This week sees the release of new figures from the U.S. Greenhouse Gas Emissions Reporting Program (GHGRP), which includes self-reported, large facility-level emissions data for 2015.
The good news is that methane pollution from the oil and gas industry is down slightly, thanks to a combination of stronger safeguards starting to take effect, along with a decline in new drilling projects due to an overall market cooling.
Operators report that methane pollution from onshore oil and gas production is down about 3.8% in 2015 from 2014. However, overall greenhouse gas emissions from all reporting segments in the oil and gas sector are only down 1.6%.
Sensible methane standards are starting to work
Some in industry will undoubtedly point to the new numbers as evidence that new emission rules are unnecessary. In fact, the figures show that sensible safeguards are responsible for much of the progress.
For example, the data from 2011-2015, oil and gas companies report a decline in methane emissions from well completions – an area the EPA began regulating in 2012. Since October of that year, operators have been required under an early phase of EPA’s New Source Performance Standards (NSPS) to either flare (burn off) or capture emissions with Reduced Emissions Completions (RECs), or use “green completion” methods that capture and route excess gas back into the system.
What we don’t learn from the Greehouse Gas Reporting Program numbers
It’s also important to note that many methane emissions are still unaccounted for in these new figures, which are self-reported by industry, and only include facilities emitting over 25,000 metric tons of CO2 equivalent per year. Only about half of U.S. oil and gas wells are required to report their emissions to the GHGRP. This is unlike the EPA’s Greenhouse Gas Inventory, which is an agency-prepared accounting of all man-made greenhouse gasses from across all sectors.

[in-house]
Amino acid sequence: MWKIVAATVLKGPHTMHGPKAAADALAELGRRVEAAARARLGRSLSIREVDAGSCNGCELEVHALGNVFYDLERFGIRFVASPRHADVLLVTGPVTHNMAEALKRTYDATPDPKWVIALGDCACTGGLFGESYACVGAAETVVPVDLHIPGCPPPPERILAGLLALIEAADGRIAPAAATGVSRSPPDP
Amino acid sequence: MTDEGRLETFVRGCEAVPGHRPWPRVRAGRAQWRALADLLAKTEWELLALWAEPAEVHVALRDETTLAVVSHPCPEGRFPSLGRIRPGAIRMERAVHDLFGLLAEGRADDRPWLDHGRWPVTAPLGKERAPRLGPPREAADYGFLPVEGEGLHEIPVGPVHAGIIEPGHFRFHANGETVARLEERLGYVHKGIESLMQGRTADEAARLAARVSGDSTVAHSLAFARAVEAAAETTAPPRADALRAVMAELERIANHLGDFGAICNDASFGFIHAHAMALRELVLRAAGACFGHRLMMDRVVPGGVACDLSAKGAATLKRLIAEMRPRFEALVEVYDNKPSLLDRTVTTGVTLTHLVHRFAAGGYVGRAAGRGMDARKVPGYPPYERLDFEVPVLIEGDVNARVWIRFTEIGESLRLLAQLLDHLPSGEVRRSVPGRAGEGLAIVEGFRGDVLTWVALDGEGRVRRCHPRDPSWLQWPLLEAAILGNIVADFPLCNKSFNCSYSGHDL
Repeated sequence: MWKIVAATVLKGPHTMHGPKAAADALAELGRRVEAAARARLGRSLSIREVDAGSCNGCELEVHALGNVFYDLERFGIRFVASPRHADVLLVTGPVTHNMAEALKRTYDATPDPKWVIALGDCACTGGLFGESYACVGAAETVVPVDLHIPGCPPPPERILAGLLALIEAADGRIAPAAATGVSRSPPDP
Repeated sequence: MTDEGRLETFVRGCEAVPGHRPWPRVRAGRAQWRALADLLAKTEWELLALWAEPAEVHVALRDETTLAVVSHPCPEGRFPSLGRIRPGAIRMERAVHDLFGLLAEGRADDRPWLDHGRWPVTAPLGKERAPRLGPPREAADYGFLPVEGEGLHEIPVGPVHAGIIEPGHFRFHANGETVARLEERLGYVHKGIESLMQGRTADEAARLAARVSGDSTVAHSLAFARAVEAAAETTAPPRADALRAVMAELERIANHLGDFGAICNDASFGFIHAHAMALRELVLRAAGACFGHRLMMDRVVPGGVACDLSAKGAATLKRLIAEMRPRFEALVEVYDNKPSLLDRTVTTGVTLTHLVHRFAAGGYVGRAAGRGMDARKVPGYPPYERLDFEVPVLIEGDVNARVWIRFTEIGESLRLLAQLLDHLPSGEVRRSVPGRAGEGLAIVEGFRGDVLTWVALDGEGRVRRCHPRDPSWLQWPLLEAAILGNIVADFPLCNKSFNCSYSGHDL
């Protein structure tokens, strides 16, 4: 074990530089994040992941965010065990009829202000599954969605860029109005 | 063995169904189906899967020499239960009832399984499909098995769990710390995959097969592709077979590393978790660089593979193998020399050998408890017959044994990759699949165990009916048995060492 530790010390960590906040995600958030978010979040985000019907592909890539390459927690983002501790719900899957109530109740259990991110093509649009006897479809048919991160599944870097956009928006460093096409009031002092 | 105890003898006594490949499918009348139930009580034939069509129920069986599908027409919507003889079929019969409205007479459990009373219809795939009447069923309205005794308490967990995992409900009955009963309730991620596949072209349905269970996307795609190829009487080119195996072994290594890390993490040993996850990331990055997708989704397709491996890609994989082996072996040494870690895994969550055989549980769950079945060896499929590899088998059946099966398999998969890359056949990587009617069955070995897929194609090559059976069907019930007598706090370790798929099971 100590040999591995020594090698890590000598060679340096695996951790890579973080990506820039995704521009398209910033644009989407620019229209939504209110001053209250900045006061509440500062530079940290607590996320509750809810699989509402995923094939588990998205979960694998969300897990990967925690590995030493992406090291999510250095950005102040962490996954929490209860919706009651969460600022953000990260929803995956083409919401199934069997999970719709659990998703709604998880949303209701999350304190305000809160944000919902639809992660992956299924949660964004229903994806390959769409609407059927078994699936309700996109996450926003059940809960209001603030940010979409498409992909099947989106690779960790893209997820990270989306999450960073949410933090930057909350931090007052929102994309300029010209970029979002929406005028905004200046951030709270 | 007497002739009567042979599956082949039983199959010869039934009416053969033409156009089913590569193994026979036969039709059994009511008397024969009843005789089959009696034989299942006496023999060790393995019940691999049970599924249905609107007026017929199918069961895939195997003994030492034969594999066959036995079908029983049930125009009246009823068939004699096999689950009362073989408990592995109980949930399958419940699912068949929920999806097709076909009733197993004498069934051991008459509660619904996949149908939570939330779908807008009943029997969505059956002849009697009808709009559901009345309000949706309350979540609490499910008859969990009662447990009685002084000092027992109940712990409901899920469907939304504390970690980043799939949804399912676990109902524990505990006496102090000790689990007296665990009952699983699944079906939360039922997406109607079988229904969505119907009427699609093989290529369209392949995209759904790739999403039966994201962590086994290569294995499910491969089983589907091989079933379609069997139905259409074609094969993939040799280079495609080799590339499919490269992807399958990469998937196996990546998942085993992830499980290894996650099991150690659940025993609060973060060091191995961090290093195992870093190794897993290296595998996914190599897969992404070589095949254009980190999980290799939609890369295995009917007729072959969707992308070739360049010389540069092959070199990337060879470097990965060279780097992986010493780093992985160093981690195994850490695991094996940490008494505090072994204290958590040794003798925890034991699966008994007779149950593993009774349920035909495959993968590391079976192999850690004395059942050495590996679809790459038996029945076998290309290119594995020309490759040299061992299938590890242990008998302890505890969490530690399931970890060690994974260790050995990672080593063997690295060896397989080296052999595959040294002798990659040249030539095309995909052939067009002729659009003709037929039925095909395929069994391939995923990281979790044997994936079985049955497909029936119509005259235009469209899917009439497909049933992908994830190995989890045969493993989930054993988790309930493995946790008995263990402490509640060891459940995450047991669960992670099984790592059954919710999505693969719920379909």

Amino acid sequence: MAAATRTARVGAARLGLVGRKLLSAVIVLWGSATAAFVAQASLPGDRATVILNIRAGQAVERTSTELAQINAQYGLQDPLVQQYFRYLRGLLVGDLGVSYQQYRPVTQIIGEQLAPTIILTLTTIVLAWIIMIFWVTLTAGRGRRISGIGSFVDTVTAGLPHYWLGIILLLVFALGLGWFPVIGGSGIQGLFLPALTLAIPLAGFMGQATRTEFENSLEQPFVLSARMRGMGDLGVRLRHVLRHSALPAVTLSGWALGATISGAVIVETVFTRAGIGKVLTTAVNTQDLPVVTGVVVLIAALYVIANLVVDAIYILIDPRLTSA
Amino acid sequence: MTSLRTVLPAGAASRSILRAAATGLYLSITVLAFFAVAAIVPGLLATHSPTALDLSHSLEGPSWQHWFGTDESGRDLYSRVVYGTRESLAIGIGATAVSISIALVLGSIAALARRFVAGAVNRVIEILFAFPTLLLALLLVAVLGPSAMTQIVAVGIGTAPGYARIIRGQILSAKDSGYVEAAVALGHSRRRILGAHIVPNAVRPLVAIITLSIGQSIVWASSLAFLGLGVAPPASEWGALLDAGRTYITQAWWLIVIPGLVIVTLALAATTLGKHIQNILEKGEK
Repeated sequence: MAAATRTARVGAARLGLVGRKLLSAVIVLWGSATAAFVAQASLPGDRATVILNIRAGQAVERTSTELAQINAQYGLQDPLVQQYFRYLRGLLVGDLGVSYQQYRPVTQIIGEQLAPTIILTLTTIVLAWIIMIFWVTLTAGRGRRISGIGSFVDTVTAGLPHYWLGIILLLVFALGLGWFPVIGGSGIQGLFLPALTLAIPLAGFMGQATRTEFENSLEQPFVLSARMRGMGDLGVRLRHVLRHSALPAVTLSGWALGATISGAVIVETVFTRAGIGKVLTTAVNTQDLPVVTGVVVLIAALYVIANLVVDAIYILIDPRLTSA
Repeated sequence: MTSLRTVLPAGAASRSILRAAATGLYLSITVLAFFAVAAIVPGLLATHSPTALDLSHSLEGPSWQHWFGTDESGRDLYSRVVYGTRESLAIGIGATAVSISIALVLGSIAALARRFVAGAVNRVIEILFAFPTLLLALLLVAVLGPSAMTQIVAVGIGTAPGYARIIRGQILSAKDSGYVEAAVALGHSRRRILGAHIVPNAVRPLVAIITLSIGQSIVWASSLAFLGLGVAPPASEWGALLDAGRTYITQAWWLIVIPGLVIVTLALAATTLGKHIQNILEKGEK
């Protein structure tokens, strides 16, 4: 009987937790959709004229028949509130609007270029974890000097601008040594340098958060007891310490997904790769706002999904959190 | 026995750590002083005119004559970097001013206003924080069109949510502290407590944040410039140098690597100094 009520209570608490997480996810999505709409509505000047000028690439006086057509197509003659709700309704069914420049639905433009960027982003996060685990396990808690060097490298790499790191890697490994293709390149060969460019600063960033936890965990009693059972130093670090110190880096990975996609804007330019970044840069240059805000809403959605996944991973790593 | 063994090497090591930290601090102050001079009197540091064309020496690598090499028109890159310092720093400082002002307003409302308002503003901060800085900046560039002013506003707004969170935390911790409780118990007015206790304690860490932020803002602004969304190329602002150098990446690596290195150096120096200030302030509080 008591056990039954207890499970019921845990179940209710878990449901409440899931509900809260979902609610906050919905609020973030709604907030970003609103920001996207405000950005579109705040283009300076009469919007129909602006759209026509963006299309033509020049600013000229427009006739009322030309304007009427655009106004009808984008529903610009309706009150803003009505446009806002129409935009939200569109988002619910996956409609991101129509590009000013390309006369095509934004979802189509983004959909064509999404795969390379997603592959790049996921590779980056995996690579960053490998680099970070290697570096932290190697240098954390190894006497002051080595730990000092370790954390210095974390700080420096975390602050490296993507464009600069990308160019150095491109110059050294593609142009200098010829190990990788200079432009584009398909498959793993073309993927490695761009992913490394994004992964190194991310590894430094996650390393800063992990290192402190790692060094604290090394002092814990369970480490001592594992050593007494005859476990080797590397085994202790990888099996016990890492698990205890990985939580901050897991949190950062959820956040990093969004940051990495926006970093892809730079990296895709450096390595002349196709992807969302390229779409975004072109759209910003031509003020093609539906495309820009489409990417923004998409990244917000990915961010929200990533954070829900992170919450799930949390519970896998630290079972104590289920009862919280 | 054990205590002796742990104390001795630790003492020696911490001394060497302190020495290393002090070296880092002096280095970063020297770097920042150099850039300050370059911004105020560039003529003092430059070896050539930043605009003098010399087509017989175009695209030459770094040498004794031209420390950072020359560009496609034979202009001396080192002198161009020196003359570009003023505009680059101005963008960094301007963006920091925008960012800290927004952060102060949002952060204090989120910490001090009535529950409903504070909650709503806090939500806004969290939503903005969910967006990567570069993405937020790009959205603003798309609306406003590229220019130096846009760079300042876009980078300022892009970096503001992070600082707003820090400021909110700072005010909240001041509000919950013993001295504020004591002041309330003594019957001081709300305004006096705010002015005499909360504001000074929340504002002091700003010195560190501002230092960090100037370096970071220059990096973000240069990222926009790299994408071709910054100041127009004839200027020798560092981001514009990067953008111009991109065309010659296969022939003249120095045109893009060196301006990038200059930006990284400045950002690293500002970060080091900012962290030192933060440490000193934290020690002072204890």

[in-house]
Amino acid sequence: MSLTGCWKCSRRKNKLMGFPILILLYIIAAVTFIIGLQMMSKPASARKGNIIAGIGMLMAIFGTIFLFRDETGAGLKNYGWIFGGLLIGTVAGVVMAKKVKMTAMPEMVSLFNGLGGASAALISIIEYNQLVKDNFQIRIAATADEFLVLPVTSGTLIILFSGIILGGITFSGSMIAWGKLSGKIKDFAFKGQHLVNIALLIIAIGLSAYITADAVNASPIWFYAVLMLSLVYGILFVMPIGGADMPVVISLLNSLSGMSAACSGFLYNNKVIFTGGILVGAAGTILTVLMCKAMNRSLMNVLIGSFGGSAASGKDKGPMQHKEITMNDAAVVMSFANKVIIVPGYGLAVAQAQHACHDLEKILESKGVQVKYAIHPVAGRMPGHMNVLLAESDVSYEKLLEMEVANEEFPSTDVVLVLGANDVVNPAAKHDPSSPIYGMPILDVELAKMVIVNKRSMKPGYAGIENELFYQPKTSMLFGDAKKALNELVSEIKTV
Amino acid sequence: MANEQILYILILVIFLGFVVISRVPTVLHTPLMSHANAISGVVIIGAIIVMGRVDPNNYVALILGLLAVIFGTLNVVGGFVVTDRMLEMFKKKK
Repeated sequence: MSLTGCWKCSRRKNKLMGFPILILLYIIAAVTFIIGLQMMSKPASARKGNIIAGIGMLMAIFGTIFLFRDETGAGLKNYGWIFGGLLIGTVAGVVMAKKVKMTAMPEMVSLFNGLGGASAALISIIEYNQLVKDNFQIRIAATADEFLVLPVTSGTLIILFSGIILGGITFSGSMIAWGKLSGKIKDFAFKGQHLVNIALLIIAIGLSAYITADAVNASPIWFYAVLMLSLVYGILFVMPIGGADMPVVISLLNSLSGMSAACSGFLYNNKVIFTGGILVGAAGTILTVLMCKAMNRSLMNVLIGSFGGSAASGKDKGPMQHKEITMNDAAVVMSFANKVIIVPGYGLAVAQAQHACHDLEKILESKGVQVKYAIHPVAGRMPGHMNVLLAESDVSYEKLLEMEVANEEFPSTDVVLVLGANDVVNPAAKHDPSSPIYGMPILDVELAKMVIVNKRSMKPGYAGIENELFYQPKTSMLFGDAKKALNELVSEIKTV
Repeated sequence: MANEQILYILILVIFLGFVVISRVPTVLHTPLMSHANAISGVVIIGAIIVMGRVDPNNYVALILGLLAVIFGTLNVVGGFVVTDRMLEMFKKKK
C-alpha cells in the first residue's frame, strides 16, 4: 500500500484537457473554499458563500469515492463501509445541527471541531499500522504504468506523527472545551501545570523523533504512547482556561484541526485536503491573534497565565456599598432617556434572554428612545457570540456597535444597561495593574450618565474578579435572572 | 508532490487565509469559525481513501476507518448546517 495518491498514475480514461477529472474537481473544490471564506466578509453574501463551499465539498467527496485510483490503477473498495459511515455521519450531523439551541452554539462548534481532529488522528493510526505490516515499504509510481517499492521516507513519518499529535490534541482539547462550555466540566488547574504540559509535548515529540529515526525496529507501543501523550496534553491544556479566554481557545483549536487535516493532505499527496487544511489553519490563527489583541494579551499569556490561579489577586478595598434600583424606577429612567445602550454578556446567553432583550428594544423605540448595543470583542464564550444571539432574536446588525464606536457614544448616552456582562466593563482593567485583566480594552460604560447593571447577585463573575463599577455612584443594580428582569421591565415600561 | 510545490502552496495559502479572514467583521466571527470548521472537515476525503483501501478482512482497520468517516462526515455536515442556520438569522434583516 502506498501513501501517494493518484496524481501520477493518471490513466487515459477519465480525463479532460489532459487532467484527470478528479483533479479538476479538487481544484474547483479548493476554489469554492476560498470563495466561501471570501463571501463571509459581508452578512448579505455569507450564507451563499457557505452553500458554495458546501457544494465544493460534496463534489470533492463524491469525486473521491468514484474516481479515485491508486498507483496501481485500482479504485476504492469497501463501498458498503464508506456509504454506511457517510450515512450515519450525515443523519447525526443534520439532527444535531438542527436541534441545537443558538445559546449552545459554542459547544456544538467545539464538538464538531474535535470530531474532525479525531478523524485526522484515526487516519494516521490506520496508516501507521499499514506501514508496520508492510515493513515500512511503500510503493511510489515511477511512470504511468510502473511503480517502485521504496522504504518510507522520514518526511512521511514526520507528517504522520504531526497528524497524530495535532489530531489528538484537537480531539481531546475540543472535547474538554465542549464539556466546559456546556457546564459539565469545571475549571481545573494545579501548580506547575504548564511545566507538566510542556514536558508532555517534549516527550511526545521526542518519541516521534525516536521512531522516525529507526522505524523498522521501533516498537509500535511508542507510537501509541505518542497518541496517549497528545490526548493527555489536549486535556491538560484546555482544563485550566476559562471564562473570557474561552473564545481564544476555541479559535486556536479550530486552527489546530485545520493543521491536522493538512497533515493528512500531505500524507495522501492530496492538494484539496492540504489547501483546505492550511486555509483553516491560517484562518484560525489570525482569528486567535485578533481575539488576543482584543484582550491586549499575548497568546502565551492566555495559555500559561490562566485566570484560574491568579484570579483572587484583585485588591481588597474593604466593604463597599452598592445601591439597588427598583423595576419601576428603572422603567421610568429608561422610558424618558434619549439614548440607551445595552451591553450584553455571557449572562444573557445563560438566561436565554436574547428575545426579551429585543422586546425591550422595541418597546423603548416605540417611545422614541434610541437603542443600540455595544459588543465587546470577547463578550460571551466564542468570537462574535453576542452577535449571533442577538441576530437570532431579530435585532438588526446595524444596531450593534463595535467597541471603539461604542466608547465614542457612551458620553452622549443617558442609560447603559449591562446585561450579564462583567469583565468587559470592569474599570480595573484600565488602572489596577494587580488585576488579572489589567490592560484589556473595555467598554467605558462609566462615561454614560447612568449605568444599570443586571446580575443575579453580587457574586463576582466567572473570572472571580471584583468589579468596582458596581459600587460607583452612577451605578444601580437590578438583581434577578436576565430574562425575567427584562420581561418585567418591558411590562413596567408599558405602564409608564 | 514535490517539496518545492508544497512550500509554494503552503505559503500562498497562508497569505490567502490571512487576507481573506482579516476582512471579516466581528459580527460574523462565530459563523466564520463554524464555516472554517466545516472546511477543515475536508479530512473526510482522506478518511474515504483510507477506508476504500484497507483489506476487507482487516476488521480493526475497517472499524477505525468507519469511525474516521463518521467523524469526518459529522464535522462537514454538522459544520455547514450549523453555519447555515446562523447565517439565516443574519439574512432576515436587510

Greehouse Gas Reporting Program methods can also underestimate emissions since they often require use of emission factors rather than direct measurements.
For example, the Aliso Canyon storage facility in Southern California that sprung a massive, four-month leak last October reported annual emissions of only about 1,400 metric tons of methane, even though official estimates predict the actual amount of pollution during the leak was closer to 100,000 metric tons. This means that the monthly emissions rate during the leak was about 215 times higher than reported. Had Aliso Canyon been included in the GHGRP, it would show emissions were 7% more than reported.
We don’t know what other catastrophic super-emitter events have gone undetected and underreported.
Bottom line: Emissions are still too high
EPA’s much more comprehensive inventory finds that the oil and gas industry is emitting nearly 10 million tons of methane pollution a year — 34% higher than previously estimated. And a new study, out this week in Science, shows that methane emissions attributable to fossil fuels are at least 20-60% higher than reported.
So while we may be making progress addressing emissions, it’s clear methane continues to be a huge problem for our public health, economy, and climate.